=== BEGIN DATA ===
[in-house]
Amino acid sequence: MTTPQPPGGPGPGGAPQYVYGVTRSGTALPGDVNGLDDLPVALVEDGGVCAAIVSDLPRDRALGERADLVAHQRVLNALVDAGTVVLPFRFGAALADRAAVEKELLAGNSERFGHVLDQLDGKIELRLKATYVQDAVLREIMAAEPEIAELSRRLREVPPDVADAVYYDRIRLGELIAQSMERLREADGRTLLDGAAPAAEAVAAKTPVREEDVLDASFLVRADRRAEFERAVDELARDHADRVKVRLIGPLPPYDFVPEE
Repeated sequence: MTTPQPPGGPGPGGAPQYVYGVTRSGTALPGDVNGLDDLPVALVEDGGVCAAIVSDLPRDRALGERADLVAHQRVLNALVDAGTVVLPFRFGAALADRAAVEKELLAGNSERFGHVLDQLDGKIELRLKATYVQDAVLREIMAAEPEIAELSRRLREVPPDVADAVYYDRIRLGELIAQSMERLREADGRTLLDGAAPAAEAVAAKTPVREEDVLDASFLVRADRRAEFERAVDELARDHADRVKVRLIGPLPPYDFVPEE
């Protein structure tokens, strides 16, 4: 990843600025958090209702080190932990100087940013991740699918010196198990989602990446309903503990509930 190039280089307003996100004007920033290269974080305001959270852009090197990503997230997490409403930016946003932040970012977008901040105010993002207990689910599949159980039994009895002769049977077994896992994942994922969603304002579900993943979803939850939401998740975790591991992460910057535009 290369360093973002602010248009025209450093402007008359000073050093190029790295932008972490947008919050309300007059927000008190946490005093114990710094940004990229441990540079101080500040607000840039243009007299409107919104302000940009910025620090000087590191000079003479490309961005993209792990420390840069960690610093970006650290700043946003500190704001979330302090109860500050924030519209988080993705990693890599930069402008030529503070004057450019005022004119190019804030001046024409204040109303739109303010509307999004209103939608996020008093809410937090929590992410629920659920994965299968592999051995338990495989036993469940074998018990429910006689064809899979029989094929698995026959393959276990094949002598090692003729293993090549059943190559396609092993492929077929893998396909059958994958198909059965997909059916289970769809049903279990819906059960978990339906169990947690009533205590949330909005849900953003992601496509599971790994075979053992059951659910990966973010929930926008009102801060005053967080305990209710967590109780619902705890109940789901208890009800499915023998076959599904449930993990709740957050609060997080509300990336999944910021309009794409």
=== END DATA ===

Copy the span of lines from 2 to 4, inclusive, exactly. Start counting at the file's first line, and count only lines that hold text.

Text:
Amino acid sequence: MTTPQPPGGPGPGGAPQYVYGVTRSGTALPGDVNGLDDLPVALVEDGGVCAAIVSDLPRDRALGERADLVAHQRVLNALVDAGTVVLPFRFGAALADRAAVEKELLAGNSERFGHVLDQLDGKIELRLKATYVQDAVLREIMAAEPEIAELSRRLREVPPDVADAVYYDRIRLGELIAQSMERLREADGRTLLDGAAPAAEAVAAKTPVREEDVLDASFLVRADRRAEFERAVDELARDHADRVKVRLIGPLPPYDFVPEE
Repeated sequence: MTTPQPPGGPGPGGAPQYVYGVTRSGTALPGDVNGLDDLPVALVEDGGVCAAIVSDLPRDRALGERADLVAHQRVLNALVDAGTVVLPFRFGAALADRAAVEKELLAGNSERFGHVLDQLDGKIELRLKATYVQDAVLREIMAAEPEIAELSRRLREVPPDVADAVYYDRIRLGELIAQSMERLREADGRTLLDGAAPAAEAVAAKTPVREEDVLDASFLVRADRRAEFERAVDELARDHADRVKVRLIGPLPPYDFVPEE
């Protein structure tokens, strides 16, 4: 990843600025958090209702080190932990100087940013991740699918010196198990989602990446309903503990509930 190039280089307003996100004007920033290269974080305001959270852009090197990503997230997490409403930016946003932040970012977008901040105010993002207990689910599949159980039994009895002769049977077994896992994942994922969603304002579900993943979803939850939401998740975790591991992460910057535009 290369360093973002602010248009025209450093402007008359000073050093190029790295932008972490947008919050309300007059927000008190946490005093114990710094940004990229441990540079101080500040607000840039243009007299409107919104302000940009910025620090000087590191000079003479490309961005993209792990420390840069960690610093970006650290700043946003500190704001979330302090109860500050924030519209988080993705990693890599930069402008030529503070004057450019005022004119190019804030001046024409204040109303739109303010509307999004209103939608996020008093809410937090929590992410629920659920994965299968592999051995338990495989036993469940074998018990429910006689064809899979029989094929698995026959393959276990094949002598090692003729293993090549059943190559396609092993492929077929893998396909059958994958198909059965997909059916289970769809049903279990819906059960978990339906169990947690009533205590949330909005849900953003992601496509599971790994075979053992059951659910990966973010929930926008009102801060005053967080305990209710967590109780619902705890109940789901208890009800499915023998076959599904449930993990709740957050609060997080509300990336999944910021309009794409």